In order to track the experimental group’s progress, the press release explains, each participant was told to take screenshots of their iPhone battery. Going off that data alone, Melissa Hunt, lead study author and associate director of clinical training in the University of Pennsylvania's psychology department, analyzed a total of seven well-being outcomes, including FOMO, anxiety, depression, and loneliness. The results, which will be published in the December 2018 issue of the Journal of Social and Clinical Psychology, showed that using social media less often is associated with a pretty significant decrease in feelings of loneliness. Hunt explained in the press release,

When you look at other people's lives, particularly on Instagram, it's easy to conclude that everyone else's life is cooler or better than yours. When you're not busy getting sucked into clickbait social media, you're actually spending more time on things that are more likely to make you feel better about your life.

Personally, I think about this topic quite often. Sure, I’ll joke around with my husband that the bookish personalities I subscribe to on YouTube are my “friends,” but when I stop and really think about it, I do keep up with more YouTubers than people I know IRL — which might be a little sad, TBH, but I’m pretty sure it isn’t just me. Haven't you ever gone through a time when you felt almost more connected to an online persona (or multiple online personas) than people you’ve met face to face? In a way, it’s a blessing. In another, it’s a curse, and that’s really what Hunt and her colleagues have uncovered in this study.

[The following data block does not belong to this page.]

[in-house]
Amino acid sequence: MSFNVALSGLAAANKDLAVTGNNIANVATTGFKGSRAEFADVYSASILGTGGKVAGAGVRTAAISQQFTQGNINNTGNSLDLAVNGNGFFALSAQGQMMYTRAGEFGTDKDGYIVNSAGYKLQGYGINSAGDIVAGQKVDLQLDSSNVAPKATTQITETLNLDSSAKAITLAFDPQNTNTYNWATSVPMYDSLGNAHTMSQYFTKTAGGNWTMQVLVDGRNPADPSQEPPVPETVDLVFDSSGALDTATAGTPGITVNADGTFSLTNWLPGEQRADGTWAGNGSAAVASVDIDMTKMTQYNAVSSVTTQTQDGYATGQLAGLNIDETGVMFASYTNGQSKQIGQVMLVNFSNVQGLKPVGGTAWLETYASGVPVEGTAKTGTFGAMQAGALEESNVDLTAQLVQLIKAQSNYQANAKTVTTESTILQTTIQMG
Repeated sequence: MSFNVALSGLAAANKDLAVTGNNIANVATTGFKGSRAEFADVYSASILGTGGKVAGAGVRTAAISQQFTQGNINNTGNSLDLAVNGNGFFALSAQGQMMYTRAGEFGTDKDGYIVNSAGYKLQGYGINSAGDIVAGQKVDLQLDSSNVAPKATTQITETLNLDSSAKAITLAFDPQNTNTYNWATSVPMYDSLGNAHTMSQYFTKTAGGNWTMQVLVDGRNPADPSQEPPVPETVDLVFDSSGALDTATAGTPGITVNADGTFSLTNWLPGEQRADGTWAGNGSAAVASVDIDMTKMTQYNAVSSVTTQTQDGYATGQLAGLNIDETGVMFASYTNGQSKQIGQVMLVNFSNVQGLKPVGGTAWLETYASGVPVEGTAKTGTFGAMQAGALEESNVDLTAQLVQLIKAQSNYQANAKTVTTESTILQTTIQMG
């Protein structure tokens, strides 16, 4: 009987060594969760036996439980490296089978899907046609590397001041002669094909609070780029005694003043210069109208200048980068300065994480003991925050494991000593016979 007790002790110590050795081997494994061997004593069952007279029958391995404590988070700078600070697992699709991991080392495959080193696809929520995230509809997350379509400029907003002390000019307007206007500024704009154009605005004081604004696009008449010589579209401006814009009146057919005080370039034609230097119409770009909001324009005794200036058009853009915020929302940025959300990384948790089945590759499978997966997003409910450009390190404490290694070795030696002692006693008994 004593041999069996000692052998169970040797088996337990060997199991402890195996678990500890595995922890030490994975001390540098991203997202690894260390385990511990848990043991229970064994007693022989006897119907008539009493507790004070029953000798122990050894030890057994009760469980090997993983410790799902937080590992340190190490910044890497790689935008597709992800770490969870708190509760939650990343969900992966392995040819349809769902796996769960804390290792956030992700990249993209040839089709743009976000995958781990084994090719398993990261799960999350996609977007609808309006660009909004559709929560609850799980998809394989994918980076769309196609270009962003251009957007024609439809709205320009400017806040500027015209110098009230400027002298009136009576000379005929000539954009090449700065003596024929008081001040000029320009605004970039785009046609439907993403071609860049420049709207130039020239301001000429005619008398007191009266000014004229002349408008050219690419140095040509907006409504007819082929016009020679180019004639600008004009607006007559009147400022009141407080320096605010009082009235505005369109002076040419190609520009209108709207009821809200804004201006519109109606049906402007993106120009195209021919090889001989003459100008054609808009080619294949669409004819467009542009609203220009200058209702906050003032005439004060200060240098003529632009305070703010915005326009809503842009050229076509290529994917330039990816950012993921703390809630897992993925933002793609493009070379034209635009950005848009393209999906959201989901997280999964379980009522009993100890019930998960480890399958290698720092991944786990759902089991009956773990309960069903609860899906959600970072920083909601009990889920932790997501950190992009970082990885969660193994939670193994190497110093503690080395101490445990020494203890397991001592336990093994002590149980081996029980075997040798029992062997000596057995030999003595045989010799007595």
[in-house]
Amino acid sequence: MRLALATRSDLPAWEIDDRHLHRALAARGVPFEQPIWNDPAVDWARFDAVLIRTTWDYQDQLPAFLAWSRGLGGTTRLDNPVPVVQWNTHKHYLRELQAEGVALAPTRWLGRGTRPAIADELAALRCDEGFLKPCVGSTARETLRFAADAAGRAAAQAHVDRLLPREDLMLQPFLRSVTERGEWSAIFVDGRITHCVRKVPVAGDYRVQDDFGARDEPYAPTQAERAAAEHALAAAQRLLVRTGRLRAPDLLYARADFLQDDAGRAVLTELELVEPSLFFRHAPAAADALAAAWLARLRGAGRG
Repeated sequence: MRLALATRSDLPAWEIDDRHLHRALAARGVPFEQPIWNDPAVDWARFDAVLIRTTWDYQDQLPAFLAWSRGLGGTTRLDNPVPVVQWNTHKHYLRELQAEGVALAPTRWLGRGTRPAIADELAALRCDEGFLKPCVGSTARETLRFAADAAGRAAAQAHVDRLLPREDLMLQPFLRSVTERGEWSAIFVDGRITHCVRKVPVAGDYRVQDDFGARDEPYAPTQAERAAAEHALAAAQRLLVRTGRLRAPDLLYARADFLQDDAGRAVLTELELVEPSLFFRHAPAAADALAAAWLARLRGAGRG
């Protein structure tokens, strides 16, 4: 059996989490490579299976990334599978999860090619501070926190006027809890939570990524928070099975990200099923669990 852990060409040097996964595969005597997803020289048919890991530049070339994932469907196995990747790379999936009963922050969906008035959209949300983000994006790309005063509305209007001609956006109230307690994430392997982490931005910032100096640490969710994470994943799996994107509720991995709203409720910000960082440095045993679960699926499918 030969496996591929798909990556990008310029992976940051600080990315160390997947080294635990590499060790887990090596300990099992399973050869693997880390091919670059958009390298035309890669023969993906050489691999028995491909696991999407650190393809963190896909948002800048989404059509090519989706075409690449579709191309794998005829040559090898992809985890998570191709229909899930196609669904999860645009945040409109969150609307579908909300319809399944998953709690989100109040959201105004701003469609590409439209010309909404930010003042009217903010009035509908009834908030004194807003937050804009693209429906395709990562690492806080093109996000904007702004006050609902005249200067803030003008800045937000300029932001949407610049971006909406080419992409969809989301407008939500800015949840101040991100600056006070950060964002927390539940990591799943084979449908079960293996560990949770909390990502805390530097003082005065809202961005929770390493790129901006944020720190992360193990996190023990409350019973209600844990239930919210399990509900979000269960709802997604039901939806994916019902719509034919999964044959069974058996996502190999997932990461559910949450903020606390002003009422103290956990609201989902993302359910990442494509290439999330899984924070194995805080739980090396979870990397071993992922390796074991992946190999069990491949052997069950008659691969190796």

“The only true fulfilling reciprocal relationships we have are the ones in our reality,” Dr. Danielle Forshee, LLC, a mental health counselor based in New Jersey, tells Elite Daily over email. Just because you feel somewhat “connected” to another person on social media, doesn’t necessarily translate to a genuine connection in real life, she says. “There is a level of superficiality involved with social media that cannot be replicated or replaced by in-person relationships,” she adds. In other words, it's not necessarily a bad thing to be drawn to another person over cyberspace. Those emotions are real, and authentic — but not quite in the same way that a connection with real-life friends are, according to Forshee.

And then there’s the point everyone has made about the fact that scrolling through glamorous (albeit filtered) photographs and dramatic announcements about so-and-so’s many life accomplishments can sometimes make you feel kind of bad about where you are in life if, in your opinion, the two just aren’t comparable. It’s part jealousy, part FOMO, and that’s what really triggers that loneliness: feeling as though you aren’t an active participant in life. Instead, you’re literally scrolling through it.